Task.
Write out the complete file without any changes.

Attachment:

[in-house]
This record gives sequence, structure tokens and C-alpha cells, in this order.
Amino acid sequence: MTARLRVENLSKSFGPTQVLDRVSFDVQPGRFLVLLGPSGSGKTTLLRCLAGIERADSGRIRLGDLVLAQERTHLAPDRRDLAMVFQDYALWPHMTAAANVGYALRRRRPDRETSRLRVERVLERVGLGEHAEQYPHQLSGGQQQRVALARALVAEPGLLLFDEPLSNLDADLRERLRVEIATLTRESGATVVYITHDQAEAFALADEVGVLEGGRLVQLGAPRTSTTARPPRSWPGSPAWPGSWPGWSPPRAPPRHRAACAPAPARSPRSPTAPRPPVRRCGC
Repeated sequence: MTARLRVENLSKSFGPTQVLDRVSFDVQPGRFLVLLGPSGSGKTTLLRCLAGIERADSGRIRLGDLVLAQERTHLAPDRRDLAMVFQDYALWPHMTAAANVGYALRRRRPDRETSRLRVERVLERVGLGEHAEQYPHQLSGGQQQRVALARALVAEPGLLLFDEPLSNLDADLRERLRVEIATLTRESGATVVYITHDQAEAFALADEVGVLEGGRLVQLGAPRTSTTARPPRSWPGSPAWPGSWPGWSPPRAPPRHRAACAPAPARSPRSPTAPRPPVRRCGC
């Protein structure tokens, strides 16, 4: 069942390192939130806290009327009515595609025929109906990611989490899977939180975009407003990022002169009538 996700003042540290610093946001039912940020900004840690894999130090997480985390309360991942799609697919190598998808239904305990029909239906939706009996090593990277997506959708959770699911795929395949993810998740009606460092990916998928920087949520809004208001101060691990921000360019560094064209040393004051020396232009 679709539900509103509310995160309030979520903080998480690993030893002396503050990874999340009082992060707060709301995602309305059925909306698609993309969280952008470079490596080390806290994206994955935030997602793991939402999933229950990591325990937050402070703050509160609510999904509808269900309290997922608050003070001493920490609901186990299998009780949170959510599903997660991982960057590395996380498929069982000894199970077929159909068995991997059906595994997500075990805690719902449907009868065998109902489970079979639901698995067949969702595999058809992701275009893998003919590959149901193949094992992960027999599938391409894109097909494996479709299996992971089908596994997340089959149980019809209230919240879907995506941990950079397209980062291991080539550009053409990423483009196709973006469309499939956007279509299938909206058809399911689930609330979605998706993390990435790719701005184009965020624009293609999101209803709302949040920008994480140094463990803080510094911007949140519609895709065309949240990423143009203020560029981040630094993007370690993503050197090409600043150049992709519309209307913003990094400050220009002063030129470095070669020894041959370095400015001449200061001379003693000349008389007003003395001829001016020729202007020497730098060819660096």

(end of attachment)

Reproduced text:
[in-house]
This record gives sequence, structure tokens and C-alpha cells, in this order.
Amino acid sequence: MTARLRVENLSKSFGPTQVLDRVSFDVQPGRFLVLLGPSGSGKTTLLRCLAGIERADSGRIRLGDLVLAQERTHLAPDRRDLAMVFQDYALWPHMTAAANVGYALRRRRPDRETSRLRVERVLERVGLGEHAEQYPHQLSGGQQQRVALARALVAEPGLLLFDEPLSNLDADLRERLRVEIATLTRESGATVVYITHDQAEAFALADEVGVLEGGRLVQLGAPRTSTTARPPRSWPGSPAWPGSWPGWSPPRAPPRHRAACAPAPARSPRSPTAPRPPVRRCGC
Repeated sequence: MTARLRVENLSKSFGPTQVLDRVSFDVQPGRFLVLLGPSGSGKTTLLRCLAGIERADSGRIRLGDLVLAQERTHLAPDRRDLAMVFQDYALWPHMTAAANVGYALRRRRPDRETSRLRVERVLERVGLGEHAEQYPHQLSGGQQQRVALARALVAEPGLLLFDEPLSNLDADLRERLRVEIATLTRESGATVVYITHDQAEAFALADEVGVLEGGRLVQLGAPRTSTTARPPRSWPGSPAWPGSWPGWSPPRAPPRHRAACAPAPARSPRSPTAPRPPVRRCGC
């Protein structure tokens, strides 16, 4: 069942390192939130806290009327009515595609025929109906990611989490899977939180975009407003990022002169009538 996700003042540290610093946001039912940020900004840690894999130090997480985390309360991942799609697919190598998808239904305990029909239906939706009996090593990277997506959708959770699911795929395949993810998740009606460092990916998928920087949520809004208001101060691990921000360019560094064209040393004051020396232009 679709539900509103509310995160309030979520903080998480690993030893002396503050990874999340009082992060707060709301995602309305059925909306698609993309969280952008470079490596080390806290994206994955935030997602793991939402999933229950990591325990937050402070703050509160609510999904509808269900309290997922608050003070001493920490609901186990299998009780949170959510599903997660991982960057590395996380498929069982000894199970077929159909068995991997059906595994997500075990805690719902449907009868065998109902489970079979639901698995067949969702595999058809992701275009893998003919590959149901193949094992992960027999599938391409894109097909494996479709299996992971089908596994997340089959149980019809209230919240879907995506941990950079397209980062291991080539550009053409990423483009196709973006469309499939956007279509299938909206058809399911689930609330979605998706993390990435790719701005184009965020624009293609999101209803709302949040920008994480140094463990803080510094911007949140519609895709065309949240990423143009203020560029981040630094993007370690993503050197090409600043150049992709519309209307913003990094400050220009002063030129470095070669020894041959370095400015001449200061001379003693000349008389007003003395001829001016020729202007020497730098060819660096």